The real cost of an alcoholic beverage

A night of revelry can leave drinkers with more than just a nasty hangover. Laws against public intoxication and driving under the influence can leave people, and their pocketbooks, hurting for much longer than a hangover ever will.

The fine for being found drunk in public is around $370, according to San Luis Obispo Superior Court’s 2012 Bail Schedule, though the exact number is up to the discretion of a judge. Driving under the influence (DUI) is even more costly, because bail is usually $5,000 for a first offense, according to the 2012 Bail Schedule. This does not include court fees, insurance costs and long-term effects of driving after drinking.

The costs of drinking and driving go far beyond several thousand dollars in fees, though, drug and alcohol specialist for the County of San Luis Obispo Health Agency Jenn Rhoads said.

“It’s not very cut and dry,” Rhoads said. “It all depends on what kind of situation it was.”

In addition to spending at least four hours in jail after an arrest, people arrested for drinking and driving can have their license restricted or lose it entirely.

Anyone under 21 found driving with any alcohol in their system will lose their license for at least one year, Rhoads said. People over the age of 21 can have their license restricted, or lose it for a year, depending on the circumstances of their arrest and their blood alcohol content (BAC).

A blood alcohol content greater than 0.08 is over the legal limit, and usually results in a misdemeanor DUI, while driving with greater than 0.2 is considered a felony, Rhoads said.

If, however, a driver is found to be under the influence in connection to a crash, the DUI is immediately a felony, Rhoads said.

“Of course the penalties are higher and more serious if there was a car crash involved,” Rhoads said.

And anyone convicted of a DUI in San Luis Obispo has to attend alcohol awareness programs at San Luis Obispo’s Drug and Alcohol Services, at an additional cost.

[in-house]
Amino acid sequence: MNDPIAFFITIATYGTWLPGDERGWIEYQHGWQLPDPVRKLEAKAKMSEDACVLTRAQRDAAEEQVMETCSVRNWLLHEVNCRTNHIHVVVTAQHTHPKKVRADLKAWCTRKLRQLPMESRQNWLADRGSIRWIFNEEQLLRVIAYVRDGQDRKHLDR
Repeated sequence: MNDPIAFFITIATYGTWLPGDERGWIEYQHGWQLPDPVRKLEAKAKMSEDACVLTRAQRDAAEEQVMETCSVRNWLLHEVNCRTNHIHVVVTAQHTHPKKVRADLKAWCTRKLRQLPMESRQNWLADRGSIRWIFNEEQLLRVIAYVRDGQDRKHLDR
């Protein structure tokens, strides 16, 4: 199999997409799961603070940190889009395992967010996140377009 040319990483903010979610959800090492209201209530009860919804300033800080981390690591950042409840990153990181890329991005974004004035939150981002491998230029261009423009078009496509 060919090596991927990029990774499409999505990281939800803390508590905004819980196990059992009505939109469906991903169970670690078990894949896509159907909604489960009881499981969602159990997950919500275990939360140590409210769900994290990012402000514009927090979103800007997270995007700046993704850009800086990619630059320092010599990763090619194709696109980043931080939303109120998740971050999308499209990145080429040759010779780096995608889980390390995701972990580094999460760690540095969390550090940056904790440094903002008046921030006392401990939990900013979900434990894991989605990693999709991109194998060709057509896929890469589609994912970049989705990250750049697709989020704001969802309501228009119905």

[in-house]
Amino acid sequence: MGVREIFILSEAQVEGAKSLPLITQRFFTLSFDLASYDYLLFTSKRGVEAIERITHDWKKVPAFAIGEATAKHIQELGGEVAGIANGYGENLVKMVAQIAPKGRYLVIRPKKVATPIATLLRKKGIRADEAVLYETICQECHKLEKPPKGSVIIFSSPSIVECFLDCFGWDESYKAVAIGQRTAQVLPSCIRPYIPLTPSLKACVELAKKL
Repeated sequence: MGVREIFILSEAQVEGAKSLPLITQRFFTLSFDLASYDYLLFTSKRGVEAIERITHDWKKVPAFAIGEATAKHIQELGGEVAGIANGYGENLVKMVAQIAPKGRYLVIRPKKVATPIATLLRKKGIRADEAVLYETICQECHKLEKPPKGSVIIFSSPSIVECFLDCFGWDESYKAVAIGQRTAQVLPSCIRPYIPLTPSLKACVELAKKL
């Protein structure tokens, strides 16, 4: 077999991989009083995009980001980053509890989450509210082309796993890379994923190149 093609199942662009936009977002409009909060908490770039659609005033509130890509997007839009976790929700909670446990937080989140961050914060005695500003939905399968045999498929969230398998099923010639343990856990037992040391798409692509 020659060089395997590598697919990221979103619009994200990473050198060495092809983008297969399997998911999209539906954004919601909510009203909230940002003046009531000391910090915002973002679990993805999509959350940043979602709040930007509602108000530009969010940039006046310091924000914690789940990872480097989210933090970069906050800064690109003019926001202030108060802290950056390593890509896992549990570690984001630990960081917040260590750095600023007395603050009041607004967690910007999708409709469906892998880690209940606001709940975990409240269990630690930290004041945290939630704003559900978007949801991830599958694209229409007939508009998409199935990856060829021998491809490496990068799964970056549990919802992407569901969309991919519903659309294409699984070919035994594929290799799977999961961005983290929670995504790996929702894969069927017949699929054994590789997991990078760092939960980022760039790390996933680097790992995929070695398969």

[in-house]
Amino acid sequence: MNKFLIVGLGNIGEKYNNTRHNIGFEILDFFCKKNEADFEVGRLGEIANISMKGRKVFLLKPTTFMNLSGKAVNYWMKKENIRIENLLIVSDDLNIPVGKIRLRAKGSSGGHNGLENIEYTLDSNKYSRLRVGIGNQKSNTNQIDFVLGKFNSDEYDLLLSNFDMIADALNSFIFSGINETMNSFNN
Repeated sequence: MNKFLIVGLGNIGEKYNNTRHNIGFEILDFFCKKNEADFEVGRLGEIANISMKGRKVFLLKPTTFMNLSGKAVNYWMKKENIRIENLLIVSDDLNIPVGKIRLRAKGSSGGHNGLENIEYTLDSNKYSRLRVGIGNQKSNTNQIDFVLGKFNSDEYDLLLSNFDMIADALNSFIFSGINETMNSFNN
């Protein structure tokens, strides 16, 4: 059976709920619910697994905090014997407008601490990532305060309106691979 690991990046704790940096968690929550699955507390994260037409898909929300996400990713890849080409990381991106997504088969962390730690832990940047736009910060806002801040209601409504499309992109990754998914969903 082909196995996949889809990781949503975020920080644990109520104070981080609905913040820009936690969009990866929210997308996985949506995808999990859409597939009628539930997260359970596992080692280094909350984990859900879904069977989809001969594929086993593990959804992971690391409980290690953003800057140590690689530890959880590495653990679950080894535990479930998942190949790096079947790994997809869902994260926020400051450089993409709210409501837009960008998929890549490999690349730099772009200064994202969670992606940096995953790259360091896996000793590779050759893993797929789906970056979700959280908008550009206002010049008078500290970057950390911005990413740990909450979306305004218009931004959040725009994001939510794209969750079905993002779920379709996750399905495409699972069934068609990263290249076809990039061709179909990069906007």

Even driving after one or two drinks can cost, though, Rhoads said, because of a lesser DUI called a “wet reckless.”

The wet reckless describes someone who is pulled over for driving erratically, and is found to have consumed alcohol, but blows a BAC below the 0.08 limit.

“You have to still have a significant amount of alcohol in your system to be behaving in an impaired manner,” Rhoads said.

For wet reckless offenders and minors who blow less than a 0.08, a required two-month alcohol awareness class will cost $311. For larger offenses though, people are sentenced to longer, costlier programs — up to the 18-month, $2,283 Second Chance program for people convicted of more than one DUI in 10 years.

And any DUI will result in higher insurance costs for years to come, Rhoads said.

Even for those who don’t get behind the wheel afterward, drinking can lead to negative consequences with the law.

A drunk in public charge usually costs around $370 for the first offense, and stays on an offender’s record, according to the San Luis Obispo Superior Court’s 2012 schedule.

The arrest is often limited to those who are so intoxicated they are publically disruptive, Captain Chris Staley of the San Luis Obispo Police Department (SLOPD) said.

“Generally with the drunk in public, people are brought to our attention,” Staley said. “Sometimes it’s their behavior: people are yelling and screaming, stumbling in the streets.”

Police will not arrest any intoxicated person who stumbles out of a bar, because SLOPD only has between seven and eight officers downtown on an average weekend night, Staley said.

However, Staley still recommends that people not drink to the point of being unable to care for themselves, he said.

People going out drinking should also designate one friend to abstain and help keep everyone safe, Staley said.

“If you’re going to go, try to have somebody who’s the sober, responsible person,” Staley said.

Biomedical junior Farid Khoshnevissan said he always designates a sober driver when going downtown, to make sure everyone has a safe way home.

“By the time you’re going downtown getting drinks, the bus system’s no longer working so the only option is to walk there or get a car,” Khoshnevissan said.

A sober friend is the ideal way to avoid any arrests or fines, Khoshnevissan said.

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